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New Zealanders are a laid-back, modest bunch as a whole – exercising the usual good manners will help endear you to the locals.

    • Greetings Shake hands when meeting someone for the first time, and look people in the eye.
    • Attitude Brash, self-satisfied, arrogant attitudes really annoy people (note: this is how they perceive Australians to be and not what Kiwis are like!).
    • Māori Customs Adhere to strict Māori protocols if visiting marae (meeting-house complexes). Otherwise, respectful behaviour goes a long way.
    • Invitations If you’re invited to dinner or a barbecue at someone’s house, bring some wine, beer, meat or a bunch of flowers.

Getting Around


Those who have limited time to get between NZ’s attractions can make the most of a widespread (and very reliable and safe) network of intra- and inter-island flights.


Touring cyclists proliferate in NZ, particularly over summer. The country is clean, green and relatively uncrowded, and has lots of cheap accommodation (including camping) and abundant freshwater. The roads are generally in good nick, and the climate is usually not too hot or cold. Road traffic is the biggest danger: trucks overtaking too close to cyclists are a particular threat. Bikes and cycling gear are readily available to hire or buy in the main centres, and bicycle-repair shops are common.

By law all cyclists must wear an approved safety helmet (or risk a fine); it’s also vital to have good reflective safety clothing. Cyclists who use public transport will find that major bus lines and trains only take bicycles on a ‘space available’ basis (in cities, usually outside rush hour) and may charge up to $10. Some of the smaller shuttle bus companies, on the other hand, make sure they have storage space for bikes, which they carry for a surcharge.


New Zealand may be an island nation but there’s virtually no long-distance water transport around the country. Obvious exceptions include the boat services between Auckland and various islands in the Hauraki Gulf, the inter-island ferries that cross the Cook Strait between Wellington and Picton, and the passenger ferry that negotiates Foveaux Strait between Bluff and the town of Oban on Stewart Island.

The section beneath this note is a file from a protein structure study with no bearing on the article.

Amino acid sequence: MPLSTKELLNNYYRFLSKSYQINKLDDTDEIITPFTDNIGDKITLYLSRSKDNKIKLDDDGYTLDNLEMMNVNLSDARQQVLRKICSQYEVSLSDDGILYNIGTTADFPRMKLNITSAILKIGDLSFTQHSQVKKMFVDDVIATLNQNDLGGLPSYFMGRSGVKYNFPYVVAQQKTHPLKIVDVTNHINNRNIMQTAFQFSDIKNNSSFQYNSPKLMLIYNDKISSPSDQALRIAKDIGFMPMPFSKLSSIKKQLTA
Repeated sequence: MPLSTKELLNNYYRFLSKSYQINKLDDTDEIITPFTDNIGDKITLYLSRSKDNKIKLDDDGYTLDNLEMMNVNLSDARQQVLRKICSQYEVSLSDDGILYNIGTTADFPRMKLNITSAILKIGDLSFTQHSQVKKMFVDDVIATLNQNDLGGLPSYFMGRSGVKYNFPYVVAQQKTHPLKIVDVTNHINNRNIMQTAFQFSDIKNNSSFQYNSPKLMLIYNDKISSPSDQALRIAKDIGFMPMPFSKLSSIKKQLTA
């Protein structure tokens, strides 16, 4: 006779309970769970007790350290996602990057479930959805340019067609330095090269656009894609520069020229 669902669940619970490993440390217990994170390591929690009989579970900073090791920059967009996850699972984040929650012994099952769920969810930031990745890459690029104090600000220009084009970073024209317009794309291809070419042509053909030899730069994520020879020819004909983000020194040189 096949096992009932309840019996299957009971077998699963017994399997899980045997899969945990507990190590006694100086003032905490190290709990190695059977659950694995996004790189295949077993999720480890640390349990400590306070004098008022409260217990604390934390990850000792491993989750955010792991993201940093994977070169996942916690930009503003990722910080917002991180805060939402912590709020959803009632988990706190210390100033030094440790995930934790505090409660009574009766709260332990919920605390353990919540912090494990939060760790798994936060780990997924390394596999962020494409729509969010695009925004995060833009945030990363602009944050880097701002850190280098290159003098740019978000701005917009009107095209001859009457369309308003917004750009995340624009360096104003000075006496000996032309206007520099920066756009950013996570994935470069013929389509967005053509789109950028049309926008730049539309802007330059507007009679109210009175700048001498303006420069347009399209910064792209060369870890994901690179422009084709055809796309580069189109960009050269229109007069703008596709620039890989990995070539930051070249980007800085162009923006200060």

Bus travel in NZ is easygoing and well organised, with services transporting you to the far reaches of both islands (including the start/end of various walking tracks)…but it can be expensive, tedious and time-consuming.

New Zealand’s main bus company is InterCity(, which can drive you to just about anywhere on the North and South Islands. Naked Bus has similar routes and remains the main competition.

Car and motorcycle

The best way to explore NZ in depth is to have your own wheels. It’s easy to hire cars and campervans, though it’s worth noting that fuel costs can be eye-watering. Alternatively, if you’re in NZ for a few months, you might consider buying your own vehicle.

Road Hazards

There’s an unusually high percentage of international drivers involved in road accidents in NZ – something like 30% of accidents involves a nonlocal driver. Kiwi traffic is usually pretty light, but it’s easy to get stuck behind a slow-moving truck or campervan − pack plenty of patience, and know your road rules before you get behind the wheel. There are also lots of slow wiggly roads, one-way bridges and plenty of gravel roads, all of which require a more cautious driving approach. And watch out for sheep!

To check road conditions, call 0800 444 449 or see

Road Rules

  • Kiwis drive on the left-hand side of the road; cars are right-hand drive. Give way to the right at intersections.
  • All vehicle occupants must wear a seatbelt or risk a fine. Small children must be belted into approved safety seats.
  • Always carry your licence when driving.
  • Drink-driving is a serious offence and remains a significant problem in NZ, despite widespread campaigns and severe penalties. The legal blood-alcohol limit is 0.05% for drivers aged over 20, and 0% (zero) for those under 20.
  • At single-lane bridges (of which there is a surprisingly large number), a smaller red arrow pointing in your direction of travel means that you give way.
  • Speed limits on the open road are generally 100km/h; in built-up areas, the limit is usually 50km/h. Speed cameras and radars are used extensively.
  • Be aware that not all rail crossings have barriers or alarms. Approach slowly and look both ways.
  • Don’t pass other cars when the centre line is yellow.
  • It’s illegal to drive while using a mobile phone.


New Zealand train travel is all about the journey, not about getting anywhere in a hurry. Great Journeys of New Zealand operates four routes, listed below. It’s best to reserve online or by phone; reservations can be made directly through Great Journeys of New Zealand (operated by KiwiRail), or at most train stations, travel agents and visitor information centres. Cheaper fares appear if you book online within NZ. All services are for day travel (no sleeper services).

Train Passes

A Scenic Journeys Rail Pass allows unlimited travel on all of Great Journeys of New Zealand’s rail services, including passage on the Wellington–Picton Interislander ferry. There are two types of pass, both requiring you to book your seats a minimum of 24 hours before you want to travel. Both have discounts for kids.

Fixed Pass Limited-duration fares for one/two/three weeks, costing $629/729/829 per adult.

Freedom Pass Affords you travel on a certain number of days over a 12-month period; a three-/seven-/10-day pass costs $439/969/1299.

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